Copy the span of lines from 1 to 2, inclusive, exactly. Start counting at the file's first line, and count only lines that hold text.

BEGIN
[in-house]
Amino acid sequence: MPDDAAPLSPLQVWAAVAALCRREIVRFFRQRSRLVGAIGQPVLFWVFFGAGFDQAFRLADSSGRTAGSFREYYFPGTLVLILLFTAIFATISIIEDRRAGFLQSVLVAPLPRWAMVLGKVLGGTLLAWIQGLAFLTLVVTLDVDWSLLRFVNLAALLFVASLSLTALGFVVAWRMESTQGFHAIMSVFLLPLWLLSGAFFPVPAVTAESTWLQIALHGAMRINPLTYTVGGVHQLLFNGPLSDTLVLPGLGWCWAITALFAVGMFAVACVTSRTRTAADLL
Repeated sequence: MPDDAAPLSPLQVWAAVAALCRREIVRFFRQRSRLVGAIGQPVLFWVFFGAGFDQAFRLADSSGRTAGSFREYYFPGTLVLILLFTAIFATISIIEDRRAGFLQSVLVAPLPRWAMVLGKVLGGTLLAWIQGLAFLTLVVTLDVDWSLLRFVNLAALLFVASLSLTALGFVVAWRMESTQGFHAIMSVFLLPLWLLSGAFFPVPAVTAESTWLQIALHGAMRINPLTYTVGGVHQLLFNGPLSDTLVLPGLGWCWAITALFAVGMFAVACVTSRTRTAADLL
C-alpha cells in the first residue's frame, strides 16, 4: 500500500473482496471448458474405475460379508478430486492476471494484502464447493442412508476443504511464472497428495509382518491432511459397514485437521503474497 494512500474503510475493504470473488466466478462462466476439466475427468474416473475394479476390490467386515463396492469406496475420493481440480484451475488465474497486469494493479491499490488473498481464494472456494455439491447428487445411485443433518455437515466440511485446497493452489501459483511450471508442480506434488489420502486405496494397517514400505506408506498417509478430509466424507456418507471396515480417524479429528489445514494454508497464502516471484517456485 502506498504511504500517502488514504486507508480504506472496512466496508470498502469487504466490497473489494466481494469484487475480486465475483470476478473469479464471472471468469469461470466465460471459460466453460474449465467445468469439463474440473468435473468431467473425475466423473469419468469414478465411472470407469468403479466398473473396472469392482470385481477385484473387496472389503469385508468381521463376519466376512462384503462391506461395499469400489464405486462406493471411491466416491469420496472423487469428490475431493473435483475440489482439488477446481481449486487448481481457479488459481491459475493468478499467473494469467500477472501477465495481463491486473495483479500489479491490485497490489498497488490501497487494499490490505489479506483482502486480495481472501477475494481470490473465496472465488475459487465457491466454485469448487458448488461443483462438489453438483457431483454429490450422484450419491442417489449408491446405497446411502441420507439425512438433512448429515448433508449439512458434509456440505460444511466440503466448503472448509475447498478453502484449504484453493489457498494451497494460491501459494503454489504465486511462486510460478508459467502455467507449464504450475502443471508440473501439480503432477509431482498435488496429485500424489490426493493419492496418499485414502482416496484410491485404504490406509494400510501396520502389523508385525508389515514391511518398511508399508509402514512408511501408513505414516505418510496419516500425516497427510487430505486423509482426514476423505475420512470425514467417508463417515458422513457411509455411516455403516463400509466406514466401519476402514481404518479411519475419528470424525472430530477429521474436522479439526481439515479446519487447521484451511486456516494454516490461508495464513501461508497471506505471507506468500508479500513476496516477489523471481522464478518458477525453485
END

[in-house]
Amino acid sequence: MPDDAAPLSPLQVWAAVAALCRREIVRFFRQRSRLVGAIGQPVLFWVFFGAGFDQAFRLADSSGRTAGSFREYYFPGTLVLILLFTAIFATISIIEDRRAGFLQSVLVAPLPRWAMVLGKVLGGTLLAWIQGLAFLTLVVTLDVDWSLLRFVNLAALLFVASLSLTALGFVVAWRMESTQGFHAIMSVFLLPLWLLSGAFFPVPAVTAESTWLQIALHGAMRINPLTYTVGGVHQLLFNGPLSDTLVLPGLGWCWAITALFAVGMFAVACVTSRTRTAADLL